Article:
“Technology forecasting is a bit like space travel. You can peer through as many telescopes as you can and find the real experience ‘out there’ very different,” says Ananth Krishnan. “We have our own ‘telescope’, which we call the Digital Exponential Table, a bit like the periodic table that tries to look at technology in the context of business and societal trends.”
"Technology forecasting is a bit like space travel. You can peer through as many telescopes as you can and find the real experience ‘out there’ very different." - Ananth Krishnan
As per the TCS Research and Innovation Evangelize team, the following will make a big impact in the next 5 to 10 years:
- Material science and manufacturing-related technologies (including additive manufacturing, metamaterials, smart materials, coatings)
- Biology and Computational Biology (including synthetic biology, nanoscale robotics/cyborgs, next-gen sequencing, bio-MEMS/biomaterials, biological manufacturing)
- Energy and Climate Change (carbon capture, usage and storage, biofuels, bio-energy carbon capture, hydrogen/aluminium/ammonia for power, photovoltaics, batteries)
- Mobility, Transportation, SpaceTech (including advanced robotics like space robotics, satellite constellations, space launch systems, swarm robotics, hyperloop, hypersonics)
The technologies that will impact business models and the relationship between industries and consumers include:
- Immersive Experiences and Technologies (including Enterprise Metaverse, Consumer Metaverse, AI-driven media production and post-production including synthetic media, Media forensics, Perceptual science/haptics/wearables, Brain machine interfaces)
- Decentralisation and governance technologies (distributed ledger technology, digital identity/self-sovereign identity, crypto-assets, smart contracts, AI-driven governance, RegTech, SupTech, decentralised finance, decentralised commerce, computational antitrust)
- Sensing and Imaging technologies (multi-spectral, hyper-spectral sensing, photonic sensing, radar/lidar, earth observation/remote sensing, sonar and acoustic sensing, sensing-as-a-service, soft sensors)
- Computing and Communications (including 6G, semiconductors/chips, hardware accelerators, cybersecurity tech like zero-knowledge proof, quantum computing)
Creating a knowledge brand for India
A Q&A with K Ananth Krishnan TCS’ Executive Vice-President and Chief Technology Officer.
Your thoughts on the 40-year journey of TCS Research and Innovation
TCS Research and Innovation was set up to make a difference to the nation. I would say this vision, which was beyond the organisation it belongs to, has been largely achieved. Beginning as TRDDC, TCS Research and Innovation has contributed to scientific enquiry, emphasised on design before development, nurtured research talent and made an impact on industry and society. It has been a lever in creating a knowledge brand for India.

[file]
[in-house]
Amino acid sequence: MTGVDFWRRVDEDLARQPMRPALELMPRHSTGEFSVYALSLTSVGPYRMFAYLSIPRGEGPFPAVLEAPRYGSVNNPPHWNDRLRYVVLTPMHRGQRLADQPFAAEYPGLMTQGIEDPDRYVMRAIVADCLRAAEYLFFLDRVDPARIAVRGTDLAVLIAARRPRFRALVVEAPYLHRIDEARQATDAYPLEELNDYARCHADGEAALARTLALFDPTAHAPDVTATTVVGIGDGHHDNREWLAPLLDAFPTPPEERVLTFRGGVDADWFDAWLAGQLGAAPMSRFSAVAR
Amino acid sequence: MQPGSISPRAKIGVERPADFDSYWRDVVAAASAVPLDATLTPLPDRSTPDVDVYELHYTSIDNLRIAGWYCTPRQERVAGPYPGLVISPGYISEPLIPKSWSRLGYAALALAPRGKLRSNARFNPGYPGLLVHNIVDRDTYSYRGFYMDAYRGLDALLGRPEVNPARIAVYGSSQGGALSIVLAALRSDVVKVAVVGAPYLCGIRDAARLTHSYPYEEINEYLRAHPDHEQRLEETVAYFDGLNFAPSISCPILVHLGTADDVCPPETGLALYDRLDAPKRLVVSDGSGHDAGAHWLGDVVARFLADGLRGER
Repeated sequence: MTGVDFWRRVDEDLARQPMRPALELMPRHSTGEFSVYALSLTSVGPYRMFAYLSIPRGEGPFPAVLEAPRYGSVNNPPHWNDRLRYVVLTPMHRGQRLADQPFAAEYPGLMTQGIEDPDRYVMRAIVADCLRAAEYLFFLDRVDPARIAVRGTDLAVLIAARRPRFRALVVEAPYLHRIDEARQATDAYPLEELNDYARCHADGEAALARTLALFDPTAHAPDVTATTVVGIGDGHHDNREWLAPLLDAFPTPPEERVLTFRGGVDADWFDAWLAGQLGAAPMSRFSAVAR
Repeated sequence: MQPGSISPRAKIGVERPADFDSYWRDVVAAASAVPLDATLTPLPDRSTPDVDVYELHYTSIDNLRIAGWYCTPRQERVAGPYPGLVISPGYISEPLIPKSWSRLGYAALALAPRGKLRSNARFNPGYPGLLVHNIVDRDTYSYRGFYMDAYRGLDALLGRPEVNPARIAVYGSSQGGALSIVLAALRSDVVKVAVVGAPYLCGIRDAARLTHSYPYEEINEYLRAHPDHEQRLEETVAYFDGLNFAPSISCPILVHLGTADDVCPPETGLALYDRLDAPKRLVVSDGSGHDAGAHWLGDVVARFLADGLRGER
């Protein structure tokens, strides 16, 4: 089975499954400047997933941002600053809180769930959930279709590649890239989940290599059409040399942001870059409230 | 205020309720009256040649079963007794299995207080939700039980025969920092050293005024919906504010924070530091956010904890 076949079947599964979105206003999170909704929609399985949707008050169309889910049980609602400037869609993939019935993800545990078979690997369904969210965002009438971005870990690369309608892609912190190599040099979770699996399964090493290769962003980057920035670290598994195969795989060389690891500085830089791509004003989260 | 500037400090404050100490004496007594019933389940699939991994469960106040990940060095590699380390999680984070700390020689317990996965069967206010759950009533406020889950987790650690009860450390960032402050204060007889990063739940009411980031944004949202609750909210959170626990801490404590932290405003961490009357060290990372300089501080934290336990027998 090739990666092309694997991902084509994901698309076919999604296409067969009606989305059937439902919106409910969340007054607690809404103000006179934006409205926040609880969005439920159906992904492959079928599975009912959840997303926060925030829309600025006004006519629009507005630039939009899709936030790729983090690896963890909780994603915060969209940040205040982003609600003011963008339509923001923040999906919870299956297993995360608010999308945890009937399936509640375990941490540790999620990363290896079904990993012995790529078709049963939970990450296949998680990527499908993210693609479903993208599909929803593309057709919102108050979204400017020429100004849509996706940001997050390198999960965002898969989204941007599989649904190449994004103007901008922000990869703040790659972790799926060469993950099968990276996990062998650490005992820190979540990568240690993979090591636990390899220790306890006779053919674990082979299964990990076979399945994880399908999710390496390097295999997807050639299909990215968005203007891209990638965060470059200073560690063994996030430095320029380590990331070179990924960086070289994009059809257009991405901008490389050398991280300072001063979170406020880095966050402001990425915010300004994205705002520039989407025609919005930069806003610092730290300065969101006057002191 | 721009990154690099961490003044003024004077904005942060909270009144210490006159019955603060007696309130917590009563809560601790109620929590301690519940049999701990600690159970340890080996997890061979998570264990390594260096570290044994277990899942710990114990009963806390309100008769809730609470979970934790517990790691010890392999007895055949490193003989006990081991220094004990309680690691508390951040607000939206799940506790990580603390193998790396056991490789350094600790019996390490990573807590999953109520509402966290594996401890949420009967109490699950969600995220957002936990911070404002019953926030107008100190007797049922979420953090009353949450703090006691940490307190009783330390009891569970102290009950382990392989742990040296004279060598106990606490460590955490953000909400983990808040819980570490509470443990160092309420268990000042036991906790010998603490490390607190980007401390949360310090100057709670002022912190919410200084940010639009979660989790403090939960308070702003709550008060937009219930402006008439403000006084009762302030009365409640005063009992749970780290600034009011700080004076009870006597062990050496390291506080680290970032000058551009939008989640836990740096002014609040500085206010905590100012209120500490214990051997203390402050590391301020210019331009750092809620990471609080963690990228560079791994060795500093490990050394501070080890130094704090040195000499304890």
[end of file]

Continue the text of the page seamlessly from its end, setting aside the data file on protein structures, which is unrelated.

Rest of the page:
That a business has invested consistently in research and innovation for 40 years says something about its commitment to knowledge advancement and its vision for the future. I have been privileged to be a part of this organisation and this journey.
What would you say have been the key achievements of TCS Research and Innovation?
I see TCS Research and Innovation’s achievements on three fronts: Research, Co-Innovation, and Innovation.
TCS Research upholds four values: a passion for invention and advancement of science; a commitment to our customers and society; a creative ecosystem, and a platform to groom talent. Apart from creating a diverse intellectual property (IP) portfolio, TCS Research has consistently contributed to the growth of computer science and software engineering, especially at their intersection with other sciences such as mathematical, physical, life and behavioural sciences.
TCS Co-Innovation Network with a global footprint connects to innovation hubs, emerging technology companies and venture partners, thereby providing our customers exciting new technologies from anywhere in the world to solve problems and offer better experiences to end customers.
TCS Innovation or TCS PACE is now an organisation-wide initiative and is supported by TCS Research. Mentored by Professor Clayton Christensen, the company has tools and a methodology to do this in a systematic way across markets and time horizons.
Where do you think technology could do more?
Late FC Kohli, who set up TCS Research and Innovation had a broad and inclusive vision for computing technology. Apart from creating jobs and powering industries, he believed that it should address problems such as illiteracy, lack of Indic computing and rural issues. Progress has been slow in these areas. However, I am not sure if this is a case of technology not living up to expectations; perhaps, more a case of not being leveraged to full potential.
What would be your advice to an aspiring technology student?
Students in India, or anywhere, have two factors to consider:
- Technology and lifestyle change dramatically, by the decade
- The generation that is graduating now has a greater possibility of a 100-year lifespan
These factors will be compelling enough for students to seek formal education multiple times post their graduation. This could happen in every decade of their working lives — ‘lifelong learning’ literally. It may even lead to career changes and students must be open to this.
As far as attitudes are concerned, I have been a Tata employee through my career and I can say with some pride that the Tata Values have stood me in good stead: Excellence, Integrity, Leading Change, Learning and Sharing, and Respect for the Individual have been the ideals that have inspired me. These are the ideals I advocate for young people, as they begin their careers.
- Haroon Bijli